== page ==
The deepening economic crisis in Belarus has opened up an opportunity for Russia to increase its influence in the country significantly. Moscow realises that after the violent aftermath of the presidential election in Belarus, Minsk lost any opportunity to obtain financial aid from the West (the EIB, the EBRD, the IMF). It can only be helped by Russia, which, however, has set out specific conditions for doing so. Firstly, the Belarusian government is expected to carry out economic reforms (including the further devaluation of the rouble and reducing the budget deficit), resulting from Moscow’s fears of the negative consequences of Belarus’s possible economic collapse. Secondly, Moscow demands that Minsk start full privatisation, in the expectation that Russian companies will be the main beneficiary of this move. In this way, Russia is seeking to achieve one of its long-time key objectives regarding Belarus, namely buying up strategic companies in that country (see Appendix).
Russia's actions towards Belarus are deliberate tactics. Russia could make a unilateral loan to Belarus, but has in fact chosen to do so under the banner of the EurAsEC to create the impression that this is a collective decision, part of a rescue plan for a member state (as happens within the International Monetary Fund). Moreover, the current loan is in no way sufficient to rescue Belarus’s financial system (according to calculations by independent Belarusian economists, approximately US$10 billion would be needed to fully stabilise the situation by the end of 2011). Russia has thus sent a signal that Belarus can only obtain the necessary funds to overcome its crisis by undertaking privatisation. In addition, on 31 May, the Russian foreign minister Sergei Lavrov suggested that Russia does not intend to coordinate its policy towards Belarus with the EU, and likewise would not join the EU’s current sanction programme. The Kremlin has thus clearly stated that it intends to pursue its own policy towards Minsk.
In the next few months, Moscow will take advantage of the difficult situation in Belarus in order to achieve its own interests. As of this moment, the sale has been announced of a 50% stake in the Belarusian firm Beltransgaz (which owns Belarus’s gas pipelines) to Russia's Gazprom, which already owns half the shares. However, Minsk has made this transaction conditional on price discounts for supplies of Russian gas, which may postpone the signing of the contract. Later this year, Russia expects to sign an agreement to merge the Belarusian motor vehicle plant MAZ with the Russian KAMAZ. Furthermore, it is important for Russia to obtain guarantees from Minsk which will protect the rights of Russian investors in Belarus. In the longer term, the sale of further strategic companies may lead to Belarus de facto losing its economic sovereignty, thereby increasing the political control of Russia. In the case of Belarus, this factor is critical because its economy is largely based on a group of several large companies which provide most of the country’s revenue, and are one of the main instruments of Lukashenka’s rule.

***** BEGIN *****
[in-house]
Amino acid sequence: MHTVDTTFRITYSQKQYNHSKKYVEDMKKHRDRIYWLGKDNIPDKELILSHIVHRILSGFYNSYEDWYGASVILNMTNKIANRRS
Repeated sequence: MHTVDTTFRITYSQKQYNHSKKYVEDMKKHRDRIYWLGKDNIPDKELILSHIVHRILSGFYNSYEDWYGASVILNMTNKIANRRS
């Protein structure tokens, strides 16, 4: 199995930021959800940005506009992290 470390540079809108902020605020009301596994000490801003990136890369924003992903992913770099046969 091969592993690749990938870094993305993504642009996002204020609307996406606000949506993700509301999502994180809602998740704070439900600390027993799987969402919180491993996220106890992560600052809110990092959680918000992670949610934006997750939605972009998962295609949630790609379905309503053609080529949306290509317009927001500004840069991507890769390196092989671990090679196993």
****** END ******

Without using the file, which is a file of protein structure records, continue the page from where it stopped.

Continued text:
If Lukashenka does not present a comprehensive reform program or relax his internal policy, he will continue to depend on expensive support from Russia. Although the Belarusian government did make a request to the IMF on 31 May for yet another stabilisation loan to the tune of US$8 billion, for now this support seems unlikely. Regardless of where the credit comes from, the Belarusian government will no longer be able to avoid the market reforms which it set aside in the early 1990s. Continuing the current policy of ad hoc actions and administrative restrictions may lead to economic collapse and/or an outbreak of social discontent which would be dangerous for the authorities. On the other hand, the reforms and the privatisation will lead to the undermining of the system which has so far guaranteed Alyaksandr Lukashenka his power.
Appendix 1
Key Belarusian assets already belonging to Russian investors:
Beltransgaz, 50% of the shares (to Gazprom)
MTS-Belarus, 49% (to MTS Russia)
The refinery in Mazyr, 42.5% (to Slavnieft)
VTB Bank, 71.4% (to VTB Bank)
Belgazprombank, 98% (to Gazprom)
Belpromstroybank, 97.9% (to Sberbank)
Belvnieshekonombank, 97.4% (to VEB Bank)
Alfa Bank of Belarus, 88% (to Alfa Group)
LUKoil-Belarus, which controls the petrol station network, 100% (to LUKoil)
Yamal-Europe, Russia's main transit pipeline (to Gazprom)
A group of Belarusian defence contractors, which are concentrated within the Russian Oboronitelnyye Sistemy consortium
Appendix 2
Belarusian assets which Russian companies are targeting:
Beltransgaz (the owner of Belarus’s non-Yamal pipeline network), 50% of shares
The refinery in Novopolotsk, and the remaining stake in the Mozyr refinery
MAZ (truck factory)
BielAz (factory for large construction vehicles)
The Hrodna nitrite chemical plant
Beltopgaz (distributor of gas to Belarus)
The Belarus section of the Druzhba pipeline
Beltelekom (the largest telephone network operator)
The Belarusian Metallurgical Plant (BMZ)
The Belarusian Potash Company Belkaliy (potassium salt extraction and fertiliser production)
Integral (manufacturer of electronic components)